Special committee aims to bring more sidewalks to Nashville

Posted at 9:00 PM, Oct 15, 2019
and last updated 2019-10-18 14:31:22-04

NASHVILLE, Tenn. (WTVF) — After more than two dozen pedestrian deaths so far this year, the Metro Council is taking a new approach to try to increase the number of sidewalks in Davidson County.

Vice Mayor Jim Shulman announced eight new special committees will focus on specific issues facing the city. One of those committees will focus on sidewalks.

Committee members will examine the following: who has a list of current and future sidewalks? How is that list determined? How much does it cost to build a linear foot of sidewalk in Nashville? How does that cost compare to other peer cities? Is there a way to reduce the cost so more sidewalks can be built?

“I think it’s really important that we focus on ways that people can move around the city other than cars,” said Emily Benedict, Council Member for District 7 and Chair of the sidewalk committee. “No senior and no child should be put in harm’s way because our streets are unsafe and unwalkable.”

Council Member Benedict said cost has been one of the issues that has slowed building new sidewalks.

Nashville Electric Service released a statement regarding the new committee: “Nashville Electric Service is happy to support the Metro Council in its efforts to bring more sidewalks to Music City. We look forward to working with the Mayor’s office and the council on this initiative.”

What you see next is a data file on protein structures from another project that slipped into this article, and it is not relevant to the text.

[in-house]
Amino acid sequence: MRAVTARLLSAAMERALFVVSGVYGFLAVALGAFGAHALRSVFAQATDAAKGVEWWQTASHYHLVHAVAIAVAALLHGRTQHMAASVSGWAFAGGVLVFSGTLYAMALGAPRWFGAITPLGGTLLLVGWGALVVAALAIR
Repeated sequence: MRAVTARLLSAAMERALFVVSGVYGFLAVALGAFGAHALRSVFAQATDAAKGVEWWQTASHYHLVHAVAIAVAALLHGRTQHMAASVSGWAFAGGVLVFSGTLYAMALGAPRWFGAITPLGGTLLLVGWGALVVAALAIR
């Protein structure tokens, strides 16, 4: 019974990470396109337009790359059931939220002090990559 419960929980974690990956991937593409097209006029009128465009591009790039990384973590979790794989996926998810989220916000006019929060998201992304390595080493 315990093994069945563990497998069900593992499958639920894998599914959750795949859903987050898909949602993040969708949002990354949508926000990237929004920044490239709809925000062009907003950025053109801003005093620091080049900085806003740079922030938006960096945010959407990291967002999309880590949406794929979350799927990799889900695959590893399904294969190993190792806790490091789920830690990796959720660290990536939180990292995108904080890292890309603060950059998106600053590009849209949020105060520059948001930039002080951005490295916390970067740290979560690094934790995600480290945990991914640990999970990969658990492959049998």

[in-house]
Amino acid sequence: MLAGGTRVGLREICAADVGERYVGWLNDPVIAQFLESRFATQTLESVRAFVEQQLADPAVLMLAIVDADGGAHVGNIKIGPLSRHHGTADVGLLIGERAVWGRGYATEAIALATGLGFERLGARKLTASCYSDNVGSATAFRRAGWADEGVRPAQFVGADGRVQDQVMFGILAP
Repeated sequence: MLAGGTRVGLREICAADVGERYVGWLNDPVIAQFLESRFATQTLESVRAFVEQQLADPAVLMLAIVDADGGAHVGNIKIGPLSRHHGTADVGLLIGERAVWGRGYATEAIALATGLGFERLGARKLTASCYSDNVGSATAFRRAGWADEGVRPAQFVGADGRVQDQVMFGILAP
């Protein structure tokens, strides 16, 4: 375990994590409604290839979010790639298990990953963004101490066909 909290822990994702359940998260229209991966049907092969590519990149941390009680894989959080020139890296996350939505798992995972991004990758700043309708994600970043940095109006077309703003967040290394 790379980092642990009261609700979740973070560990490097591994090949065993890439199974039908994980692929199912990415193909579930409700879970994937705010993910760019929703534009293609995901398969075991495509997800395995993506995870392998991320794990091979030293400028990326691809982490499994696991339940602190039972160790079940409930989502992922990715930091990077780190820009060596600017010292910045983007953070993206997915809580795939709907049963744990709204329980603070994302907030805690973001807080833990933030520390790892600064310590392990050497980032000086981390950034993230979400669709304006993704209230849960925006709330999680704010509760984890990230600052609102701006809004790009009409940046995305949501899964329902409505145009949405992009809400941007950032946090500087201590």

People who attend and live around the Cathedral of Praise church in Nashville are just some who are lobbying to get more sidewalks. There are no sidewalks on Clarksville Pike, and this can make it challenging and dangerous for members to walk to church.

“Traffic has really increased since the population has increased,” said Misha Maynard, Chief Operating Officer for Cathedral of Praise. “When there are people walking in or walking to businesses, there isn’t enough space for cars and pedestrians.”

Maynard said church members have expressed their concerns, and the church has even hosted a couple of town hall meetings to address the issue.

“Hopefully, there will be great changes,” said Maynard. “If we don’t have it, we will continue to voice our opinion and be a voice for our people here.”

The special sidewalk committee will work for the next three months to find solutions, and then report back to the Metro Council in January.

The other special committees will examine low voter participation in Nashville, improving relations with the Metro School Board, street closures in downtown, the high incarceration rate in the 37208 zip code, pay for Metro employees, after school opportunities for young people, and enforcement of Metro code.